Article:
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Everything You Should Know About Hydroxyapatite and Fluoride Toothpastes


Posted on 3/21/2022 by Classic Smiles
Everything You Should Know About Hydroxyapatite and Fluoride ToothpastesTraditionally, dentists relied on a single method to strengthen teeth and prevent decay: fluoride. This substance can be found in water, toothpaste, and other dental products - but now there's a new kid on the block. Hydroxyapatite is a naturally occurring mineral that has been shown to have many of the same benefits as fluoride without some of its adverse side effects.

If you've ever had questions about which type of treatment is best for your teeth - or if you're just curious about what all this fuss over hydroxyapatite is about - then read on! You'll find everything you need to know right here.

What is Hydroxyapatite?


Hydroxyapatite is a type of calcium phosphate that can be found naturally occurring in bone tissue. It has the same chemical composition as tooth enamel, and it's often used to strengthen teeth after they've been damaged by decay or injury.

Fluoride works because it helps remineralizer teeth - which means that it binds with minerals inside your mouth to restore them into their original form before bacteria damage them. Hydroxyapatite does this too, but unlike fluoride, hydroxyapatite doesn't contain any lead content. So instead of worrying about whether you're exposing yourself to unhealthy substances when using hydroxyapatite, you can rest easy knowing that it's completely safe.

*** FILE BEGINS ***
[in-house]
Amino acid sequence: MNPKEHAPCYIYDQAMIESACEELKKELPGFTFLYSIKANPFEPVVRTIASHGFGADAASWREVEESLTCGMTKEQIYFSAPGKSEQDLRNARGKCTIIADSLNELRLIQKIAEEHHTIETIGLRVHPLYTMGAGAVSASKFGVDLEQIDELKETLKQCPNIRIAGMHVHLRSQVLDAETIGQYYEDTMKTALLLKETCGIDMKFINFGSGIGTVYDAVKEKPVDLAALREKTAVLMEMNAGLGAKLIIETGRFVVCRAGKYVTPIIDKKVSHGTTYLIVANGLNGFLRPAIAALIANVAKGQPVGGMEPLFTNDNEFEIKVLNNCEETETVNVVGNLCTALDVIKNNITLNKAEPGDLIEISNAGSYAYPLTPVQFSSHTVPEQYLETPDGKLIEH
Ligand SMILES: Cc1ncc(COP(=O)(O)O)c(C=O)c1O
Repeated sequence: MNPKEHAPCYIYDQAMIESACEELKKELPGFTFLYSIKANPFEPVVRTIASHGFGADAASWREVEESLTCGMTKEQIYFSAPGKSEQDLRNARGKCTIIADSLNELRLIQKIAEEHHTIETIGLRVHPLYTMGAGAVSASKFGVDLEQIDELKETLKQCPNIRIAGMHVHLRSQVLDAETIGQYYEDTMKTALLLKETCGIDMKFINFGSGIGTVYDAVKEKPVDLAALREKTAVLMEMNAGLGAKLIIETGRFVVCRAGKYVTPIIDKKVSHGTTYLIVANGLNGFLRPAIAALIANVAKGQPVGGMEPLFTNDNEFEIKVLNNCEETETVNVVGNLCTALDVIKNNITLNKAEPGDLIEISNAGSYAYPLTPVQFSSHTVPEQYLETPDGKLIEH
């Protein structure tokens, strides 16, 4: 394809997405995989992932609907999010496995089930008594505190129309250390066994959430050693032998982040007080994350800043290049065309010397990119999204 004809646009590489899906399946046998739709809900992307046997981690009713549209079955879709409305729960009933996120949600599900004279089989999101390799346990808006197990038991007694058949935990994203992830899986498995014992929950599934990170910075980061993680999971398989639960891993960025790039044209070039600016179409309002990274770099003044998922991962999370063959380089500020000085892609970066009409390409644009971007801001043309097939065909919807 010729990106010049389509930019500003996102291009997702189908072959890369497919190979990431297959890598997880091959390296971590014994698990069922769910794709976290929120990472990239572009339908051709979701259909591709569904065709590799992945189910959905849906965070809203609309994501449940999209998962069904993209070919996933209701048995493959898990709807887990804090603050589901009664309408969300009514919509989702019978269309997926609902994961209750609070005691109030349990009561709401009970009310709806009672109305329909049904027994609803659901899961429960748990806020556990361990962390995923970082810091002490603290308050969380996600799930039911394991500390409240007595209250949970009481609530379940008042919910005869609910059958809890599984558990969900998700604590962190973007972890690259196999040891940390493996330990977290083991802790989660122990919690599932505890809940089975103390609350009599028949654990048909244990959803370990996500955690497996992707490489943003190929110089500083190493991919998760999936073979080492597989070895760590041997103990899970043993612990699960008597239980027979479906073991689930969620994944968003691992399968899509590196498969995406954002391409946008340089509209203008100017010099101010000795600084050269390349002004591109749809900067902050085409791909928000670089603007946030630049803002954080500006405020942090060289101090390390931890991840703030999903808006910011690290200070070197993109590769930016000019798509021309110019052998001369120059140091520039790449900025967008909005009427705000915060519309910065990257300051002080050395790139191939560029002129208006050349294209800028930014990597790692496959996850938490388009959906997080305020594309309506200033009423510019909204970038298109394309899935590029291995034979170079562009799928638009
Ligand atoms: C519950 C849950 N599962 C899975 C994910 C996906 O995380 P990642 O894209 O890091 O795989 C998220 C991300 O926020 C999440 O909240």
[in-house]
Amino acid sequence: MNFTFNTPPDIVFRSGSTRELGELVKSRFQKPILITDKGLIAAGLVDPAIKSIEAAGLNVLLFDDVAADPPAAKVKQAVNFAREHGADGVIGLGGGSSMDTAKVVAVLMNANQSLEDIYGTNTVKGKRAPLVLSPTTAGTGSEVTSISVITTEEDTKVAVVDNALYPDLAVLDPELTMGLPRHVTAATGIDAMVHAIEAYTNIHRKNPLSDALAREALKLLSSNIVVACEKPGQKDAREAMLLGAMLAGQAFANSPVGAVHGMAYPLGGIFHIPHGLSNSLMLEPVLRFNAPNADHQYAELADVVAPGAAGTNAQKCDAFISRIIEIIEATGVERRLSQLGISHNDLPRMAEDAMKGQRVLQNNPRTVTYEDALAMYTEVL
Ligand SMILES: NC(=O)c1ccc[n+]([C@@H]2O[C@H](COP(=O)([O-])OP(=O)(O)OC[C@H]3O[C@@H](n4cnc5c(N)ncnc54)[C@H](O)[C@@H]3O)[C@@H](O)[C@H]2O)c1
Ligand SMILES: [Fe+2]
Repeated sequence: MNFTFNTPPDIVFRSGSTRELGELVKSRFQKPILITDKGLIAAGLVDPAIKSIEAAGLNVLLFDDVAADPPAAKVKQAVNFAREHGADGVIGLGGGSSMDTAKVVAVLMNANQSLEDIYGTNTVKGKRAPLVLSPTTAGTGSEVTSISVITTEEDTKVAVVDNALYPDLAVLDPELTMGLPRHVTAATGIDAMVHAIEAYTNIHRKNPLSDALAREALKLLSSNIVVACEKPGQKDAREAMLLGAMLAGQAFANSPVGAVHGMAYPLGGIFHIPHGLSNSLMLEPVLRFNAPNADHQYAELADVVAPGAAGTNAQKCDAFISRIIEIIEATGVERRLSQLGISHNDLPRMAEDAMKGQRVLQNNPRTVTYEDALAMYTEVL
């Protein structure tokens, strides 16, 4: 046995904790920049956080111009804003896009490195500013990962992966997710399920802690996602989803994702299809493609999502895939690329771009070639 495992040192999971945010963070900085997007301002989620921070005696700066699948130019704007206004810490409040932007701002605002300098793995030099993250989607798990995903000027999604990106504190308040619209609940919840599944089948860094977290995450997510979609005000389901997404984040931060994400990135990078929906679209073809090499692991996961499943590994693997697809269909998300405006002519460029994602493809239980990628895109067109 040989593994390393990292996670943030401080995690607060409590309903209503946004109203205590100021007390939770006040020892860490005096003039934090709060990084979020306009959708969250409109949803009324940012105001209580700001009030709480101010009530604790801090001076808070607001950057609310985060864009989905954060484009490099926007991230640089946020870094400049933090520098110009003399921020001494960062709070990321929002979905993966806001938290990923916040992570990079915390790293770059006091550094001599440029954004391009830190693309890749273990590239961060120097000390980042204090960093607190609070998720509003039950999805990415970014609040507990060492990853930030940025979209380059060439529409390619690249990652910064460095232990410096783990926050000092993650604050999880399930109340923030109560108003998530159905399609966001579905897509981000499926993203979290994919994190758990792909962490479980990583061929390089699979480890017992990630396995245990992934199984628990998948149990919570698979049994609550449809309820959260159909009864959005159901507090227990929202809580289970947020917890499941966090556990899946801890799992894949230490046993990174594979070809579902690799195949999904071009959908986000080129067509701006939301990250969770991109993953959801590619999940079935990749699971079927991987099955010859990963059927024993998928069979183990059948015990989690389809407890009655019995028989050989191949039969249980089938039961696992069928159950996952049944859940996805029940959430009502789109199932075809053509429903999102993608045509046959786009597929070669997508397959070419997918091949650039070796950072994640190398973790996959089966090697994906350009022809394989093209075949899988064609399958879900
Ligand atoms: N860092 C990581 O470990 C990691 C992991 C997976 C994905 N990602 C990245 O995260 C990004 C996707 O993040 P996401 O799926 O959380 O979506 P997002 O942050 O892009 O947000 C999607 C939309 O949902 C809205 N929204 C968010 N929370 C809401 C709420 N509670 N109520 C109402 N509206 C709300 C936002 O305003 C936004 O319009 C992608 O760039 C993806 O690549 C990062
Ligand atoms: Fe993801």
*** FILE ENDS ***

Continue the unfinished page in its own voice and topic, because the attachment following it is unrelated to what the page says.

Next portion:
Why should I use this toothpaste over fluoride based toothpaste?


Hydroxyapatite is a natural mineral with many benefits. The smooth, creamy formula goes on quickly and without any harsh abrasives to irritate your gums or teeth. Hydroxyapatite toothpaste contains calcium, strengthening the enamel of your teeth while protecting them from decay caused by acid erosion that can occur by drinking soda or other high-acid beverages. It also reduces plaque build-up in hard-to-reach places where traditional fluoride toothpaste may not clean thoroughly.

Hydroxyapatite is also less likely to cause staining than fluoride, making it great for people who are self-conscious about how their teeth look when they smile. However, some believe this treatment isn't as effective in preventing decay because its remineralization process doesn't happen faster than fluoride. So if you're looking for an instant fix rather than a gradual one, hydroxyapatite may not be what you need.

We hope this guide has given you some insight into the differences between hydroxyapatite and fluoride toothpaste. If you have any questions or comments about our blog post, please give us a call at (407) 378-0139. Thanks for reading!

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